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Cablegate: Andean Organizations Tell Their Story at the 2nd Meeting Of

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ZNR UUUUU ZZH
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FM AMEMBASSY BRASILIA
TO RUEHC/SECSTATE WASHDC 1819
INFO RUEHZN/ENVIRONMENT SCIENCE AND TECHNOLOGY COLLECTIVE
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RUEHAC/AMEMBASSY ASUNCION 6839
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RUEHRI/AMCONSUL RIO DE JANEIRO 6225

UNCLAS SECTION 01 OF 04 BRASILIA 000770

SIPDIS

DEPT PASS USAID TO LAC/RSD, LAC/SAM, G/ENV, PPC/ENV

E.O. 12958: N/A
TAGS: SENV EAGR EAID TBIO ECON SOCI XR BR
SUBJECT: ANDEAN ORGANIZATIONS TELL THEIR STORY AT THE 2ND MEETING OF
THE INITIATIVE FOR CONSERVATION IN THE ANDEAN AMAZON


BRASILIA 00000770 001.2 OF 004


1. SUMMARY. The USAID-funded Initiative for Conservation of the
Andean Amazon (ICAA) brought together 75 participants for the Second
ICAA Partners Meeting, held in Quito, Ecuador from May 18-23, 2008.
ICAA is a five year program (2006-2011) based in the Amazon regions
of Bolivia, Colombia, Ecuador and Peru to build constituencies and
local capacity for sustainable use and conservation of biodiversity
and environmental services. The ICAA program promotes a regional
vision of conservation and economic development by strengthening
environmental management, enhancing participative planning,
developing conservation alliances with the private sector, and
improving the use of valuable natural resources.

2. Ecuadorian Ministers Marcela Aguinaga (Ministry of the
Environment) and Veronica Sion (Ministry of Tourism) and USAID
Mission Director Alexandria Panehal welcomed the group to Ecuador.
The workshop included lectures, meetings, roundtables, training
courses, and a field trip to the Cayambe-Coca Ecological Reserve and
Kichwa communities in the upper Amazon watershed. Meeting
participants included ICAA's twenty partner organizations, USAID
staff from the four program Missions and the Latin American and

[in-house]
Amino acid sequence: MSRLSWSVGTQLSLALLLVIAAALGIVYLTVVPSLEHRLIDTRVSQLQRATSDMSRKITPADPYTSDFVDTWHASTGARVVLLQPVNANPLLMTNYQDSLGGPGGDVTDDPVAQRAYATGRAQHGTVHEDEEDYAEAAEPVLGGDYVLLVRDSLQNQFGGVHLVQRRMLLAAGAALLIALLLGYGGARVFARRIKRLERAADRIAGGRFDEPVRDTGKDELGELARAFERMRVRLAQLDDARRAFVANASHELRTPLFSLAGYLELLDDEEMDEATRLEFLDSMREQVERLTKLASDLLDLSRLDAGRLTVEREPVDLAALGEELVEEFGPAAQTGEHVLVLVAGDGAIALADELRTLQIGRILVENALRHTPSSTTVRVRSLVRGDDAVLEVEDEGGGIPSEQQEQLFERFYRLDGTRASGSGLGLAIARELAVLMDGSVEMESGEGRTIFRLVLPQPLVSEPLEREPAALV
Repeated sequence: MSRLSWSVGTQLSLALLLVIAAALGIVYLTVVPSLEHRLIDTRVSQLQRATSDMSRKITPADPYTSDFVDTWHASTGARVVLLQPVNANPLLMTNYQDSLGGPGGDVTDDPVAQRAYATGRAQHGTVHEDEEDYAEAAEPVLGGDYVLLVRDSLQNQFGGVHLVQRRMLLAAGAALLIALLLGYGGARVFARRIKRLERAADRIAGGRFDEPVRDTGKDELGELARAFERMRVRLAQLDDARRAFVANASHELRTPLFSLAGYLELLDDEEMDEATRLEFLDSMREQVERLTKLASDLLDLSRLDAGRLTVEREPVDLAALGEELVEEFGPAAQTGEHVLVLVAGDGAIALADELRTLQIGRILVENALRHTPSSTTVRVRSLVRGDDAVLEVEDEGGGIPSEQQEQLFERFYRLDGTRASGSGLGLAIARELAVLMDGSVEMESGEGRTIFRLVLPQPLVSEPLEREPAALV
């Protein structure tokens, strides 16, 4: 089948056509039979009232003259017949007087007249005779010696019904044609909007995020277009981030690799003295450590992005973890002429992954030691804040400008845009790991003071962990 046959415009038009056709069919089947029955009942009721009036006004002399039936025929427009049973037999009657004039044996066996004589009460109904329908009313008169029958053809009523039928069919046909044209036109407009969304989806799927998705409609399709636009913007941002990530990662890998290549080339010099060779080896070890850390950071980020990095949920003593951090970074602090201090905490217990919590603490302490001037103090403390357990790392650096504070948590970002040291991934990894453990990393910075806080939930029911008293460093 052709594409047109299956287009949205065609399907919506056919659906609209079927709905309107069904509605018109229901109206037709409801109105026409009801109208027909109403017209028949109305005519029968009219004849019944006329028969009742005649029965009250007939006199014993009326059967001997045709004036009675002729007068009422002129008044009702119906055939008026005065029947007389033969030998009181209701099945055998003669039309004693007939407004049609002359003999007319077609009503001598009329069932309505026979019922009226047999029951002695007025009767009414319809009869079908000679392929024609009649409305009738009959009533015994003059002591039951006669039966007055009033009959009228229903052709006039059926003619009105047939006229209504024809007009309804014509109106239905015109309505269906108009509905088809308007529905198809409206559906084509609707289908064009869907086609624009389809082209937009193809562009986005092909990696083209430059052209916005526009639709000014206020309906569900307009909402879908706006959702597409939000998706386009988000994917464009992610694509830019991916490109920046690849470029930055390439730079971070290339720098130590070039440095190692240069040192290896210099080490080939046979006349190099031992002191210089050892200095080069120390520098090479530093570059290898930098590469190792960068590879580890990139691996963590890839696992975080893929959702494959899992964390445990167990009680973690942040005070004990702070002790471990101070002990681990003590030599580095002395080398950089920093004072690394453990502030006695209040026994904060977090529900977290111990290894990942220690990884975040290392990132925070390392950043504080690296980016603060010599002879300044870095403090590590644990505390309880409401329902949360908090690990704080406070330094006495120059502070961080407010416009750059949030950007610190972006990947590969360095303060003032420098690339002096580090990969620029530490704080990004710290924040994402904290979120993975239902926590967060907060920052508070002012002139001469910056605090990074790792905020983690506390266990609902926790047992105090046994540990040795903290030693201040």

Caribbean Bureau, and the State Department Regional Environmental
Hub office (Brasilia). END SUMMARY.

SETTING THE CONTEXT: CONSERVATION IN THE ANDEAN AMAZON

3. The Andean Amazon is the most biologically diverse region in the
world, providing critical environmental services for the planet. It
is rich with current and potential resources, and is home to
hundreds of indigenous communities with centuries of traditional
knowledge in the use of these unique resources. Deforestation,
unsustainable farming, mining, and poorly planned infrastructure
projects damage the region's biodiversity and livelihoods of local
peoples, resulting in environmental costs for the entire world.
However, a growing awareness of the role that natural resources play
in sound development provides a strategic opportunity to address
these threats. NOTE: Andean Amazon is defined as the Amazon Basin
portions of the Andean countries Colombia, Ecuador, Peru, and
Bolivia. END NOTE.

4. According to a recent report by the Andean Community entitled
'Climate Change has no borders' (CAN: El Cambio Climatico no tiene
fronteras), the Andean Amazon countries will lose a significant
amount of their GDP to climate change by the year 2025: Bolivia,
7.3%; Colombia, 4.5%; Ecuador, 6.2%; and Peru, 4.4%. ICAA's Support
Unit plans a meeting on Climate Change and the Andean Amazon during
the first trimester of 2009 to share information on social and
environmental adaptation, mitigation, and case studies. State
Department's Environmental Hub Office will sponsor a workshop on